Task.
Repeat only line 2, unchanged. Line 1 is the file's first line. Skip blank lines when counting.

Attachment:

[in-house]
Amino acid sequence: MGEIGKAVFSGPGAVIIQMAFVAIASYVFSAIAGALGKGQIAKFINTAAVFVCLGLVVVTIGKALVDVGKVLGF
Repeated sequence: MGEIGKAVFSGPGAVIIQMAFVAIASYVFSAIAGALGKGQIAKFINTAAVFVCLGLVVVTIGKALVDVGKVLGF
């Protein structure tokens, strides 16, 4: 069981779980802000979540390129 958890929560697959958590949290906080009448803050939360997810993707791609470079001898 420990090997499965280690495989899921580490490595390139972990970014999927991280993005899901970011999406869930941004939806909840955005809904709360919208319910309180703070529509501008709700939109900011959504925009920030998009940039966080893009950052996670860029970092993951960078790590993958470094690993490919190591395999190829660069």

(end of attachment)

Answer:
Amino acid sequence: MGEIGKAVFSGPGAVIIQMAFVAIASYVFSAIAGALGKGQIAKFINTAAVFVCLGLVVVTIGKALVDVGKVLGF